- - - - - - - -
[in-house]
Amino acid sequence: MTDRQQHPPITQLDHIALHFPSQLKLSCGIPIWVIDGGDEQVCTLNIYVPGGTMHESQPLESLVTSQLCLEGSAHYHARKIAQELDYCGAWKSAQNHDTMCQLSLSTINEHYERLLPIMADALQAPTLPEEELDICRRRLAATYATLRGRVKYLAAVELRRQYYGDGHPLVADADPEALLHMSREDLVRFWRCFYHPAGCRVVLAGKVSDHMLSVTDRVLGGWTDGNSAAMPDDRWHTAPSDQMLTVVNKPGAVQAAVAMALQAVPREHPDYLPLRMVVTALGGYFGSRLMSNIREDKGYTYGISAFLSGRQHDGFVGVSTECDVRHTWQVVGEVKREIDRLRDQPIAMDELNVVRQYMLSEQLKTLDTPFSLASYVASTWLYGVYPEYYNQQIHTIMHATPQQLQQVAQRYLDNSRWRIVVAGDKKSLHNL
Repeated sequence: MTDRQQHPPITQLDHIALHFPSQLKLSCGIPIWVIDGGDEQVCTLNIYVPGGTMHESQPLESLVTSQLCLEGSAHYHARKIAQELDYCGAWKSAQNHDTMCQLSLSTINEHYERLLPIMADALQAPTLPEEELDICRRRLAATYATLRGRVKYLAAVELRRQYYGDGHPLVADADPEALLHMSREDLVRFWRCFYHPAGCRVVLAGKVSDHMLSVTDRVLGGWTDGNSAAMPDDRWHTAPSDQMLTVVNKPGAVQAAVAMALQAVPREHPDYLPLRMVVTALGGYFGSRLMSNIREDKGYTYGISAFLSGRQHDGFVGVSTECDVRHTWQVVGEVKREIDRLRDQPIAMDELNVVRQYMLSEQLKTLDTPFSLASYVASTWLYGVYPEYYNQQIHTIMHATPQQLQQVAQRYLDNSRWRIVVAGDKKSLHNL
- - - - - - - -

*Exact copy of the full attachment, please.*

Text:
[in-house]
Amino acid sequence: MTDRQQHPPITQLDHIALHFPSQLKLSCGIPIWVIDGGDEQVCTLNIYVPGGTMHESQPLESLVTSQLCLEGSAHYHARKIAQELDYCGAWKSAQNHDTMCQLSLSTINEHYERLLPIMADALQAPTLPEEELDICRRRLAATYATLRGRVKYLAAVELRRQYYGDGHPLVADADPEALLHMSREDLVRFWRCFYHPAGCRVVLAGKVSDHMLSVTDRVLGGWTDGNSAAMPDDRWHTAPSDQMLTVVNKPGAVQAAVAMALQAVPREHPDYLPLRMVVTALGGYFGSRLMSNIREDKGYTYGISAFLSGRQHDGFVGVSTECDVRHTWQVVGEVKREIDRLRDQPIAMDELNVVRQYMLSEQLKTLDTPFSLASYVASTWLYGVYPEYYNQQIHTIMHATPQQLQQVAQRYLDNSRWRIVVAGDKKSLHNL
Repeated sequence: MTDRQQHPPITQLDHIALHFPSQLKLSCGIPIWVIDGGDEQVCTLNIYVPGGTMHESQPLESLVTSQLCLEGSAHYHARKIAQELDYCGAWKSAQNHDTMCQLSLSTINEHYERLLPIMADALQAPTLPEEELDICRRRLAATYATLRGRVKYLAAVELRRQYYGDGHPLVADADPEALLHMSREDLVRFWRCFYHPAGCRVVLAGKVSDHMLSVTDRVLGGWTDGNSAAMPDDRWHTAPSDQMLTVVNKPGAVQAAVAMALQAVPREHPDYLPLRMVVTALGGYFGSRLMSNIREDKGYTYGISAFLSGRQHDGFVGVSTECDVRHTWQVVGEVKREIDRLRDQPIAMDELNVVRQYMLSEQLKTLDTPFSLASYVASTWLYGVYPEYYNQQIHTIMHATPQQLQQVAQRYLDNSRWRIVVAGDKKSLHNL